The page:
Putting off a dental treatment because of dental anesthesia fear guarantees that your pet will continue to suffer silently with dental pain and infection.
Thanks to ongoing advancements in medicine, surgery, and technology, dental anesthesia has never been safer.
Your veterinarian will be happy to help you understand the risks of dental anesthesia and the benefits of dental treatment for your pet.
Your veterinarian will do a complete physical exam of your pet, review your pet’s medical history, and then order lab tests based on the findings. This is a good time to to talk about things that worry you and ask questions.
Just like in people, lab tests show your veterinarian what is happening inside your pet and help your veterinarian choose the safest dental anesthesia for your pet.
The hospital will give you written instructions on what to do, such as fasting your pet the night before.
Fast your pet the night before dental anesthesia;
water is OK.
Your veterinarian controls the dental anesthesia, making choices such as rate of IV fluid flow and drug dosages, based on the recorded vital signs and on direct examination of your pet.
The veterinary technician records vital signs from the anesthetic monitors every 5 minutes and also records more data from constant observation of your pet.
Specialized devices called anesthetic monitors report in real time what is happening inside patients so your veterinarian can adjust dental anesthesia as needed.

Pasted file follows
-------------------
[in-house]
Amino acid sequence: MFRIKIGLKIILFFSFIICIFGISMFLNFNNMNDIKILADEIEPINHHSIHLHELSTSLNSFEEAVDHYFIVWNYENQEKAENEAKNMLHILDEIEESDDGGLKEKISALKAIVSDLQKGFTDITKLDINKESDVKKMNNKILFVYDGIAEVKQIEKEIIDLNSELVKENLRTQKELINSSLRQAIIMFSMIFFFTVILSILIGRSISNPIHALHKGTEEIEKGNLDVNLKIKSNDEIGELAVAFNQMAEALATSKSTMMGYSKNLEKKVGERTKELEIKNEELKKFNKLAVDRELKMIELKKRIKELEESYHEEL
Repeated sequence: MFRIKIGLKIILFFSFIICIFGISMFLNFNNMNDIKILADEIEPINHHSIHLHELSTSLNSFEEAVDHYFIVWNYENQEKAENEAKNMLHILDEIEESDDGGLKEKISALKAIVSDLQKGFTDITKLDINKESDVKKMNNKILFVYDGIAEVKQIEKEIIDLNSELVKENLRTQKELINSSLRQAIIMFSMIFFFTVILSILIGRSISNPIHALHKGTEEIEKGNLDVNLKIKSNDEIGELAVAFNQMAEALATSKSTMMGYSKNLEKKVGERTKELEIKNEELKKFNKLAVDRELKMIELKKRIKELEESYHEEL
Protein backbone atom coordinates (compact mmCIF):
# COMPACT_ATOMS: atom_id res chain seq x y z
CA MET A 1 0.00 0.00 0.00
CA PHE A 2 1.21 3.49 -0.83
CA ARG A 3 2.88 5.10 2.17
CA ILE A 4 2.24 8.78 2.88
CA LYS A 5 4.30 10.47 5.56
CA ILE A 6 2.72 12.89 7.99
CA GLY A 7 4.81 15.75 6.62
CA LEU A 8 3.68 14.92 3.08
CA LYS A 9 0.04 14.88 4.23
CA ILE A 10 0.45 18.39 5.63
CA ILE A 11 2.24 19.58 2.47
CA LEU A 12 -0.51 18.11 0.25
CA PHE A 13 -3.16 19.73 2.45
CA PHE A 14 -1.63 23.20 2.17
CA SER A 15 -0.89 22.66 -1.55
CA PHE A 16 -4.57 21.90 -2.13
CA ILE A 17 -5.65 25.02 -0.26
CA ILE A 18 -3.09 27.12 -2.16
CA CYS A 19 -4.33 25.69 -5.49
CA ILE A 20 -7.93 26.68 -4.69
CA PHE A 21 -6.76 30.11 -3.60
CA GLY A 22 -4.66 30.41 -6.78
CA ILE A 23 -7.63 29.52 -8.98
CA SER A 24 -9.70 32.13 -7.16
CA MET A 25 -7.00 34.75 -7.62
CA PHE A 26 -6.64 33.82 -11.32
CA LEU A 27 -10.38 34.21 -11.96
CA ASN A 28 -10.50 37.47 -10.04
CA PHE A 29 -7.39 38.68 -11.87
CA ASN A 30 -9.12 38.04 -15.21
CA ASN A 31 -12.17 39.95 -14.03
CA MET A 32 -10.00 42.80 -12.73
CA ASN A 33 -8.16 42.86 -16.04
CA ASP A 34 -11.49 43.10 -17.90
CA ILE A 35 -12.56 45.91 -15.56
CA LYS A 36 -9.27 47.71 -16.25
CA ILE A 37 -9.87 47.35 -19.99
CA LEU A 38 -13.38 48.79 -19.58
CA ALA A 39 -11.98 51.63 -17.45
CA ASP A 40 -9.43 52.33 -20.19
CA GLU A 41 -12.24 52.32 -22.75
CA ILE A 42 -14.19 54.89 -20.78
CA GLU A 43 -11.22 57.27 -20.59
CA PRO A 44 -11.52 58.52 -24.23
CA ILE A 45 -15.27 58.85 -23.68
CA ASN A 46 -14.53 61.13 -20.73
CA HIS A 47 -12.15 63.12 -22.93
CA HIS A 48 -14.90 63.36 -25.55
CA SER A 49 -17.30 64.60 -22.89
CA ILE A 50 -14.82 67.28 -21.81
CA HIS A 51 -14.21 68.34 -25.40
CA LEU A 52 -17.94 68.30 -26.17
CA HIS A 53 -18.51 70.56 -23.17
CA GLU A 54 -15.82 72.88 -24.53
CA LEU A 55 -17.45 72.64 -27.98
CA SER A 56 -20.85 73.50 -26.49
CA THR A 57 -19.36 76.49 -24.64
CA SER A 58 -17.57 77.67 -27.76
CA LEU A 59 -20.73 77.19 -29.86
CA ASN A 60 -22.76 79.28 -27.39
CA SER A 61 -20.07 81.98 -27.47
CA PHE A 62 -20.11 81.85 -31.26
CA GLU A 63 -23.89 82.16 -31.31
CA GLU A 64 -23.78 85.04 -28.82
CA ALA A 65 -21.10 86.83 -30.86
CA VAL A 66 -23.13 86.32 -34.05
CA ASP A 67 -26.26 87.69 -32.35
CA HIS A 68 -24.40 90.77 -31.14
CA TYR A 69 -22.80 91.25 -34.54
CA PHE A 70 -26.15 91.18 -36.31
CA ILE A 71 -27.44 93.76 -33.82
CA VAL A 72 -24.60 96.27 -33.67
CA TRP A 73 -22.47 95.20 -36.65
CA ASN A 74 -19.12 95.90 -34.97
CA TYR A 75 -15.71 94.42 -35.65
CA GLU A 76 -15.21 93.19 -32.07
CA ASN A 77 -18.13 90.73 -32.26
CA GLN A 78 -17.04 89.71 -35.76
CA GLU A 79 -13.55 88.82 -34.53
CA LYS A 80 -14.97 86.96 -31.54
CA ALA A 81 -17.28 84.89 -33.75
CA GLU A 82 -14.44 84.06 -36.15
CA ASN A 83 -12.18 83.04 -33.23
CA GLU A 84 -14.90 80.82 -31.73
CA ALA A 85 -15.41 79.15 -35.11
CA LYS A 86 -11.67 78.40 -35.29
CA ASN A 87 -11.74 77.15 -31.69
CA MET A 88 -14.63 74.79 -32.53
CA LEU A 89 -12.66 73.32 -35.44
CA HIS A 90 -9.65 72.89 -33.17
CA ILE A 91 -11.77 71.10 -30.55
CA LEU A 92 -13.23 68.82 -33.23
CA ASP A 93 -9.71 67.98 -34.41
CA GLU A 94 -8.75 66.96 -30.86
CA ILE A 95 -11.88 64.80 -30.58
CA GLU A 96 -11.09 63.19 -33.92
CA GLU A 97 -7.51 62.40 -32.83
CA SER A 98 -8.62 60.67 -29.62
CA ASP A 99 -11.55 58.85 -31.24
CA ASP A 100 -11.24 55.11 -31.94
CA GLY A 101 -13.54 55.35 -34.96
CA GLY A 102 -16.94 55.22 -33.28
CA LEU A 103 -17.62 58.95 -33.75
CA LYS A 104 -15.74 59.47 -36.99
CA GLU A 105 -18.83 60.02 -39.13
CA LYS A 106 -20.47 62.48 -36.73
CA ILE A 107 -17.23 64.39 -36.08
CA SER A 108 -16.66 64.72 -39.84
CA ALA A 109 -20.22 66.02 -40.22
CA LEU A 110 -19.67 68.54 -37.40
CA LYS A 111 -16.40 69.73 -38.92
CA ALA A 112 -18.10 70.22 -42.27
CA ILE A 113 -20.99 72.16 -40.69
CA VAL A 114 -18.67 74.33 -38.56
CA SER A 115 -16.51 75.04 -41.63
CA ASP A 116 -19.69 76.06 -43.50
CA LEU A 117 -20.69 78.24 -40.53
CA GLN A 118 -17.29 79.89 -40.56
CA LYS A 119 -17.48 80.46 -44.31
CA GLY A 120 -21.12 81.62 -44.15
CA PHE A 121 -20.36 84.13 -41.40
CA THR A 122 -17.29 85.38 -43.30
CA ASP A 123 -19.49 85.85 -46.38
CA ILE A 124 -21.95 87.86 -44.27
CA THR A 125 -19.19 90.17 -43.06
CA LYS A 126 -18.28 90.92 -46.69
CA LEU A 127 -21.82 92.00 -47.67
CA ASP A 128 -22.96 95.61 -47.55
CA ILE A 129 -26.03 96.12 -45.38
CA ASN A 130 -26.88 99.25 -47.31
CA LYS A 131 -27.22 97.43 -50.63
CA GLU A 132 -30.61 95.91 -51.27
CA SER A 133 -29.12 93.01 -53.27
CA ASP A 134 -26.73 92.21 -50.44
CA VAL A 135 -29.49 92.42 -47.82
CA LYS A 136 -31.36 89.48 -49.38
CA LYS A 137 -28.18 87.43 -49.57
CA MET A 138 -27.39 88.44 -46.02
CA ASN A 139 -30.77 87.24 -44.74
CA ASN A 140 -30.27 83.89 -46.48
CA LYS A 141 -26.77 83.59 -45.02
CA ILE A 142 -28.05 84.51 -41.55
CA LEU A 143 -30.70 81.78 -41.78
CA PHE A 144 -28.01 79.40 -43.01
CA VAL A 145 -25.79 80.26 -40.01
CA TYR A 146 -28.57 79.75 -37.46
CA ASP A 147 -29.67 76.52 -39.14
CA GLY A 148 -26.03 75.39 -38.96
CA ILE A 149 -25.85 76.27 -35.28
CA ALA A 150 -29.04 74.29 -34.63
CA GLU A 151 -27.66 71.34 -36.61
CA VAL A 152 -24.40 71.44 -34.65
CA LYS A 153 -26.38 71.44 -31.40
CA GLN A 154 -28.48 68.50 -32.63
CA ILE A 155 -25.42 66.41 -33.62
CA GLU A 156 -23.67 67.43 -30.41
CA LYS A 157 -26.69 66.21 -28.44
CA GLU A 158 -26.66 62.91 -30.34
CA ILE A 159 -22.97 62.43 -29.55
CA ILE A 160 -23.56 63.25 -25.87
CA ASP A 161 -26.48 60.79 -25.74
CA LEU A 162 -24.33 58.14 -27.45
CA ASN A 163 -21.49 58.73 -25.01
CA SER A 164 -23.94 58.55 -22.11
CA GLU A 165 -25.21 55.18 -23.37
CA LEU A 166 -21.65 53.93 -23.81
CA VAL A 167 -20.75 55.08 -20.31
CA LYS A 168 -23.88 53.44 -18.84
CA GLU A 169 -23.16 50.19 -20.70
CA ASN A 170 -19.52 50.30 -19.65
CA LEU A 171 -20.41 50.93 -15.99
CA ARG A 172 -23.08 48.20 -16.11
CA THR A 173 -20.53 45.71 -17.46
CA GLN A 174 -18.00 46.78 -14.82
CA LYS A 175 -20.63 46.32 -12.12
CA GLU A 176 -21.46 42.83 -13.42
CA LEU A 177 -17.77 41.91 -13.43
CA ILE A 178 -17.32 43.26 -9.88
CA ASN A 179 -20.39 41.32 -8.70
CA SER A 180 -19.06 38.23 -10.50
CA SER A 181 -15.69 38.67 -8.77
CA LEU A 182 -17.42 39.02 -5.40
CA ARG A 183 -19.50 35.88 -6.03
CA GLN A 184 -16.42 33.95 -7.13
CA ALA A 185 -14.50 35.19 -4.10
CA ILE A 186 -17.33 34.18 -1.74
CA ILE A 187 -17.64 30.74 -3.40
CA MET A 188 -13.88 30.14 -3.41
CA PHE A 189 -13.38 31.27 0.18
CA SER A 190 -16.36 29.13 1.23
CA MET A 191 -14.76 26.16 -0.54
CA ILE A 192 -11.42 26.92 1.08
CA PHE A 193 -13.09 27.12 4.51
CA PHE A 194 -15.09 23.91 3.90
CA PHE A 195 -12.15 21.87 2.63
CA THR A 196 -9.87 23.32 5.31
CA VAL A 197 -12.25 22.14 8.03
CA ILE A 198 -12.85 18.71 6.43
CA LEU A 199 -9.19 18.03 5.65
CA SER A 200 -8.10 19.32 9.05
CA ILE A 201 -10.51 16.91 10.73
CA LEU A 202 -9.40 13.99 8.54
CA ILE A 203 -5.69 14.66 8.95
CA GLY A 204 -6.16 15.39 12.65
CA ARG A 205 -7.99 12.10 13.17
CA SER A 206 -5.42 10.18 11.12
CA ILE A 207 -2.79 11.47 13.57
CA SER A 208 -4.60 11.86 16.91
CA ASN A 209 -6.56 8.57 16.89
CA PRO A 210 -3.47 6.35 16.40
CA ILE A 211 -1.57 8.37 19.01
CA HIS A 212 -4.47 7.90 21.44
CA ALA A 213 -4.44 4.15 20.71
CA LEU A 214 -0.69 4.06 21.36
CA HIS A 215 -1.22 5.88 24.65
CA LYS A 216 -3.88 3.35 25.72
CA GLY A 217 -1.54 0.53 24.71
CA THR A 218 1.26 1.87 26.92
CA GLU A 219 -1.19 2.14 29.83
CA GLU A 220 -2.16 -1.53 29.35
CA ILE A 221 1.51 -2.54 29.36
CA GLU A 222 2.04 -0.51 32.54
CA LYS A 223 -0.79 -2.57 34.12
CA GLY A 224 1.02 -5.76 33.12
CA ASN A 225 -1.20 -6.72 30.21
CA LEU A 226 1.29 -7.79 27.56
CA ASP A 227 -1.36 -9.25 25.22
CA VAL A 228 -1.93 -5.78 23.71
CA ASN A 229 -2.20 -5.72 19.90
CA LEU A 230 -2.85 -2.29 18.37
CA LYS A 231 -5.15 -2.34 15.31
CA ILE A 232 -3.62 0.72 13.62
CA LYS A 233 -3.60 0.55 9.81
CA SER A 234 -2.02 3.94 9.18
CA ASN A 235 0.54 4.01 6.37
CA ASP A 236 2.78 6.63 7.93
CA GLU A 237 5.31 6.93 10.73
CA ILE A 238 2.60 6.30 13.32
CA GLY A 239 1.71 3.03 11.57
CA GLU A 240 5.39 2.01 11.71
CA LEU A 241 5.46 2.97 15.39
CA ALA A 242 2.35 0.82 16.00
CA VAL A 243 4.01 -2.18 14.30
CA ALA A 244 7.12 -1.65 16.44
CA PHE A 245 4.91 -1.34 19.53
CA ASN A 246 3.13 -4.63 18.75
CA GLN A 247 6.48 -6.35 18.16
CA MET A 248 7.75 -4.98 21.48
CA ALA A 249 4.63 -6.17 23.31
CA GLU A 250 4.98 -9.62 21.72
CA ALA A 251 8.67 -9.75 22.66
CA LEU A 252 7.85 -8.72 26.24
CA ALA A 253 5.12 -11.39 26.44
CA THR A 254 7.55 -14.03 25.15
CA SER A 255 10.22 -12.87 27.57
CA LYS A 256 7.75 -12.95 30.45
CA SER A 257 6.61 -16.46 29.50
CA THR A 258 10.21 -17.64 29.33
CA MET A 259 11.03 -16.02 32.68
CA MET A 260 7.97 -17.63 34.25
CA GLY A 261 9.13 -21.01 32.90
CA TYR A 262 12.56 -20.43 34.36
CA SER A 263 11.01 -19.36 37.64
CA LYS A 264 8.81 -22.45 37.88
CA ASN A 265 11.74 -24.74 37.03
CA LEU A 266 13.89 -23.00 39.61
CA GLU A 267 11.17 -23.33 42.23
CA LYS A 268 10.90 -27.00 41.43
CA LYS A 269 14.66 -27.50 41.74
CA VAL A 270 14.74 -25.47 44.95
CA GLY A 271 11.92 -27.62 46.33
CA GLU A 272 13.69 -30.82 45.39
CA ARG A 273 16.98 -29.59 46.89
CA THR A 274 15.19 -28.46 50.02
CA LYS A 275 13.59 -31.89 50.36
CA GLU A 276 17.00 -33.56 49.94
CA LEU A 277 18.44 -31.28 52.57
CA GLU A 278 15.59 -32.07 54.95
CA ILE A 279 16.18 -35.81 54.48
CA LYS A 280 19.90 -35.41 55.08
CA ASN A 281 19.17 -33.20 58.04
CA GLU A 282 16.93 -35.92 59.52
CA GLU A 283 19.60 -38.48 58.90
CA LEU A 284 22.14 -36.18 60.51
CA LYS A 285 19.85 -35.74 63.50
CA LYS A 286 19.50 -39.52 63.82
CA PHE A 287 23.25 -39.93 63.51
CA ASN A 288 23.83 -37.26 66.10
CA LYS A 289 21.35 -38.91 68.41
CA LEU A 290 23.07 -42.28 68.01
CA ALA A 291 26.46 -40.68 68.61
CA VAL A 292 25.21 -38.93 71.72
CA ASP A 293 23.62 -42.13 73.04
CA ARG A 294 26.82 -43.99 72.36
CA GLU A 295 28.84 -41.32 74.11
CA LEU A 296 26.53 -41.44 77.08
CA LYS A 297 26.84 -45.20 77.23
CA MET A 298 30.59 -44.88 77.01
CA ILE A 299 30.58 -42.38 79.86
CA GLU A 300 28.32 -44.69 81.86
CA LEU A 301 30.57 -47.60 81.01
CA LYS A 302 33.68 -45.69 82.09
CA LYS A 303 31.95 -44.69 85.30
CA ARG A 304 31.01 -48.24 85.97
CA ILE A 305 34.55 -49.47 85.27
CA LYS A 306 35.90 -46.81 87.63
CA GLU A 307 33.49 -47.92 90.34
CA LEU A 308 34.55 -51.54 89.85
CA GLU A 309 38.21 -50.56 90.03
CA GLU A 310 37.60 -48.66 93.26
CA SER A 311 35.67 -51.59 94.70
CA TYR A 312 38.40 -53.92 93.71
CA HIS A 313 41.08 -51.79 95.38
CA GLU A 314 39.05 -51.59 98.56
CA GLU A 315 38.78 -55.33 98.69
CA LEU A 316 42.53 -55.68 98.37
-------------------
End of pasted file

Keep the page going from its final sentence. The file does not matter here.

Your pet recovers from dental anesthesia under close observation by your veterinarian and trained hospital staff.
Written instructions and sometimes medications for your pet will be sent home with you.
Usually pets go home the same day of their dental treatment.
Doctor, are you directly responsible for running the anesthesia and what training do other involved staff members have?
Doctor, what kind of lab tests does my pet need and does my pet have any medical conditions that can cause problems with anesthesia?
Doctor, I understand that a written record is updated every 5 minutes during anesthesia. Who will write that record?
Doctor, I understand that monitoring vital signs both during and at least 3 hours after anesthesia is very important. What vital signs will be monitored and who will do it?
Doctor, I don’t want my pet to be in pain. How will you make sure my pet won’t feel any pain?
A Site Created by Board Certified Veterinary Dentists and Veterinary Dental Health Professionals to Help You and Your Veterinarian Take Care of Your Pet's Teeth and Gums.